Is The Future Working from Home?

Ivy Gathu
6 min readDec 31, 2020


( Illustration from )

2020 has been a heavy year for us in some sort of way; dealing with a pandemic, loss, grief etc. Unfortunately, 2021 will continue on the same note. The truth is that until our governments find effective ways to stop the spread of COVID-19 or distribute the vaccine for free or affordable ‘For All’, the virus will not disappear when we usher in the New Year in our homes. Therefore, we still need to continue taking safety precautions in the New Year.

One safety precaution of COVID-19 — working from home may be here to stay for some of us whose organisations have opted to close their physical offices. The pandemic has revealed to some organisations that they can still be able to have positive outputs even when their employees are working from home.

According to FlexJobs’ survey, 95% of respondents say that their productivity has been higher or the same working from home, and 51% report being more productive when working remotely.

I am sure it has not been easy being accountable to yourself as you work from home, without a supervisor hovering around your workspace ensuring that you working and not ‘wasting company internet bandwidth’ doing random shit on the internet.

In my case, I am 10 months into working from home and I don’t think I want to ever work in a physical office. This means that even when I seek new opportunities I will not only be looking for good pay and benefits but for an organisation that has full or partial remote working.

The Positive Side of Working from Home

Remote working has come with a lot of positives in my personal life:

1. Saved travel costs

Waking up and not commuting to work. I would spend 5 hours commuting to work every Monday to Friday and another 3 hours commuting home — a total of 8 hours lost. This has not only been kind to my monthly expenditure but it has allowed me to get sufficient sleep.

1. Reduced stress and anxiety levels.

The hours that I would lose on my commute I use to rest and put in work in other aspects of my life. Additionally, not having to deal with some employees' micro-aggressions at work has also reduced my anxiety levels.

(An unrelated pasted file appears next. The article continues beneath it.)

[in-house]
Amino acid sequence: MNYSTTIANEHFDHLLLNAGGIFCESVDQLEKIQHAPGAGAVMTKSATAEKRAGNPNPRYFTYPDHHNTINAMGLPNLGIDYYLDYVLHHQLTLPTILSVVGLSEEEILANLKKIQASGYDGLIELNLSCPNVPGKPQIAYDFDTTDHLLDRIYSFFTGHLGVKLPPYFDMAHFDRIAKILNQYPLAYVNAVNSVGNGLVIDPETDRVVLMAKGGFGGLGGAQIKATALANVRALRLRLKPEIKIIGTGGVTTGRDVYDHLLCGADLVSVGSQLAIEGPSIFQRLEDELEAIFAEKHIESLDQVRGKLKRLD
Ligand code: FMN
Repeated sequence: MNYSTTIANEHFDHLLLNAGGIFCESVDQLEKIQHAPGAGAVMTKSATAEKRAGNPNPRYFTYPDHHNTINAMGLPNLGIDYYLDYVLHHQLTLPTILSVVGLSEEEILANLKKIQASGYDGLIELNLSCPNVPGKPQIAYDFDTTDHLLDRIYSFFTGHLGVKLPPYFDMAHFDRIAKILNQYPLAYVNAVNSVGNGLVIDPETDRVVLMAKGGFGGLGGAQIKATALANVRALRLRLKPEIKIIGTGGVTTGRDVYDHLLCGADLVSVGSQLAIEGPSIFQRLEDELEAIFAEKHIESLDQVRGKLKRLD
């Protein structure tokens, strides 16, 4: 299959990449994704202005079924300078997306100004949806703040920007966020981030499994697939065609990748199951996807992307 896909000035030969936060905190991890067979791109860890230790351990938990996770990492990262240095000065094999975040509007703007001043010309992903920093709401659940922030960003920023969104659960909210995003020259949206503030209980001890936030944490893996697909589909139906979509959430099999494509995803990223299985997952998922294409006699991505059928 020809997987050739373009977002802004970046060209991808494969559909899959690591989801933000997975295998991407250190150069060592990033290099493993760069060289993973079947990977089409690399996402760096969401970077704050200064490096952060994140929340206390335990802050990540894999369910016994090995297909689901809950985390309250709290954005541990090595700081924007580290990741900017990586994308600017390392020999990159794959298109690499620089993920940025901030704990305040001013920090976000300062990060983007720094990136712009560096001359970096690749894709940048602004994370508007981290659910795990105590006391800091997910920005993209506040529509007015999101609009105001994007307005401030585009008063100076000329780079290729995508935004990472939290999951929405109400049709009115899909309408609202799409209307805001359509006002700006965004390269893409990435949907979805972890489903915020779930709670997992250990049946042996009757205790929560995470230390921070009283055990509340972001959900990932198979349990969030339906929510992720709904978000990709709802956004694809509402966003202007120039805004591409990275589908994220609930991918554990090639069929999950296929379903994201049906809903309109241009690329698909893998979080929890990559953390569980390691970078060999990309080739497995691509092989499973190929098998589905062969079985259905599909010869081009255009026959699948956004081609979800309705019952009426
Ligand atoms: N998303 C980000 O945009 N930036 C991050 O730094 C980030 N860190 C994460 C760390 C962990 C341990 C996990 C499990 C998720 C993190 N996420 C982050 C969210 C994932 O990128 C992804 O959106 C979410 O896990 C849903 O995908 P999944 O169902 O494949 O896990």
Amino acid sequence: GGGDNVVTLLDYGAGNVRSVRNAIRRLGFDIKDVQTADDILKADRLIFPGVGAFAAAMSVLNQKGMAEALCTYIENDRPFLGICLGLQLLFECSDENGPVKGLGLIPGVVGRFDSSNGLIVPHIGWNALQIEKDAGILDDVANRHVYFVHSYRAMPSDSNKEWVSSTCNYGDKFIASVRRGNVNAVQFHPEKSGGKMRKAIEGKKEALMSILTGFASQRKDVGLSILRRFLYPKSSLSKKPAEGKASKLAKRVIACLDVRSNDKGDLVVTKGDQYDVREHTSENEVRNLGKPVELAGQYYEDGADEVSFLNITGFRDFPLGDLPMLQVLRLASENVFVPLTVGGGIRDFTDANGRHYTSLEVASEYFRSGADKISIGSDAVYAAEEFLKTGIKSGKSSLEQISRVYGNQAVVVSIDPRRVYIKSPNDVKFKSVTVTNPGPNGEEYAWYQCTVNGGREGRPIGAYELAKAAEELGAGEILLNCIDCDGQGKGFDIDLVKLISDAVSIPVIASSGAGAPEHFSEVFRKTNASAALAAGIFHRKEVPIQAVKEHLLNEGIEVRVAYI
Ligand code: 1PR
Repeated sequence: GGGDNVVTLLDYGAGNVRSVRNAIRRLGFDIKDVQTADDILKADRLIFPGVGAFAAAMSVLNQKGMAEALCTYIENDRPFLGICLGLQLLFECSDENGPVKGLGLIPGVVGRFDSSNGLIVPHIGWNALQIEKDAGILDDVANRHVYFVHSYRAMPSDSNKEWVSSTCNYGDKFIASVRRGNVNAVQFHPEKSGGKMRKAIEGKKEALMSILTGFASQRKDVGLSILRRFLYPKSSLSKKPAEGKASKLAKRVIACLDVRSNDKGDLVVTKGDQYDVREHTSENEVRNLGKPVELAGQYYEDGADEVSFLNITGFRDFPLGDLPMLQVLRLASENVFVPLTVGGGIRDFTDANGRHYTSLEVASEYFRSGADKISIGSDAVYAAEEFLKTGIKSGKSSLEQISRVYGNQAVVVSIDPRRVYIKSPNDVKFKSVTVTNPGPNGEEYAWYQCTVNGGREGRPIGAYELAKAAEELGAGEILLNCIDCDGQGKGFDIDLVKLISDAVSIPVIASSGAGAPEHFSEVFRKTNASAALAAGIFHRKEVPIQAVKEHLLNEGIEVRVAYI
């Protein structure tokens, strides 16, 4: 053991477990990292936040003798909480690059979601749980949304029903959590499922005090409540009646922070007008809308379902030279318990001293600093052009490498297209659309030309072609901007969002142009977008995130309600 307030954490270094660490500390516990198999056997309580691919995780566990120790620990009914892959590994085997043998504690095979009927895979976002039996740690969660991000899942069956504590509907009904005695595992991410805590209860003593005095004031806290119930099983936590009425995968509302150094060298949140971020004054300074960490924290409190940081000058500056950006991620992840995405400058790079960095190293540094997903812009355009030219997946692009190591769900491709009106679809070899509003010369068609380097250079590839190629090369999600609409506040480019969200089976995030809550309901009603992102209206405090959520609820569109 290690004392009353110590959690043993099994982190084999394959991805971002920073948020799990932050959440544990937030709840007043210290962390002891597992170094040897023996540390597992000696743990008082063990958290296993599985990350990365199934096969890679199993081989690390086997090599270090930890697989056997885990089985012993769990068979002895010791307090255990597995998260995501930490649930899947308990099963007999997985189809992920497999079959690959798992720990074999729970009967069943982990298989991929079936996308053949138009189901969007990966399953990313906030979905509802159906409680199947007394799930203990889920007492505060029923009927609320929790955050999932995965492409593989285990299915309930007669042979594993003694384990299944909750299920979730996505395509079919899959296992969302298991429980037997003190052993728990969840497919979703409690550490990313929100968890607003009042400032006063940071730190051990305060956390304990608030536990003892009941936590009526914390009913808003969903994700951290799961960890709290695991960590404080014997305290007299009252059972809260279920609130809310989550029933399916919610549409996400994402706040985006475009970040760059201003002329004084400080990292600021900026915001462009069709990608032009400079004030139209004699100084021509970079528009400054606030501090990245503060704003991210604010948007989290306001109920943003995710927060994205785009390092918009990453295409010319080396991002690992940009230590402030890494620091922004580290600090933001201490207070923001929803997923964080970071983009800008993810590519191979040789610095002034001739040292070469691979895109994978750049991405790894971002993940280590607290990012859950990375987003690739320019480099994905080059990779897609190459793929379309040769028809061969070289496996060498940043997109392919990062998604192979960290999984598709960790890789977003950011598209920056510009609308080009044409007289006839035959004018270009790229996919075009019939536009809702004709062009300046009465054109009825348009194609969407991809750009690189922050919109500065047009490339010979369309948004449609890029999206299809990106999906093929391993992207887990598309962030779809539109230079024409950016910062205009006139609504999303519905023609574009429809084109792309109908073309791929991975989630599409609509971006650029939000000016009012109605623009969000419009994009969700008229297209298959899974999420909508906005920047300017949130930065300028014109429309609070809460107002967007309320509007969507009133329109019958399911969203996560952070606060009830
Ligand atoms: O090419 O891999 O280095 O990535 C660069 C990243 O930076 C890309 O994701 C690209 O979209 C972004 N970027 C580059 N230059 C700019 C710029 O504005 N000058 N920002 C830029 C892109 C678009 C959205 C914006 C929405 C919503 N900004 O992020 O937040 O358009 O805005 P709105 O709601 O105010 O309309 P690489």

2. Increased productivity

I was listing all the things I have worked on this year and I must say my productivity has improved both for work and for myself.

( Image from

Top Tips on How to Work From Home

I am still a newbie in the working-from-home lifestyle but here are some tips that I have learned along the way that will help if you are struggling with working from home:

  1. Create a schedule
Photo by JESHOOTS.COM on Unsplash

Within a couple of months of working from home, you will realize your most productive hours. Using your most productive hours, create a visual or audible schedule that includes your meetings and tasks of the day. By the end of the day/night, tick off all the tasks you were able to complete.

2. Create a workspace

Photo by Mikey Harris on Unsplash

If possible create a specific section in your home into a comfortable place you can be able to work that is friendly to your back, neck and concentration.

Organisations should ensure that their employees have all the bare minimum tools to work from home such as; laptops and internet connection.

3. Create time to rest

(Illustration from

On your schedule, ensure to put in some time to rest. Remote working can have you working throughout the day like a marathon; if you are not deliberate you will end up burning out. Therefore, take some time to nap, walk, spend time with your family, dance, exercise or whatever you can do to allow your brain and body to re-energize.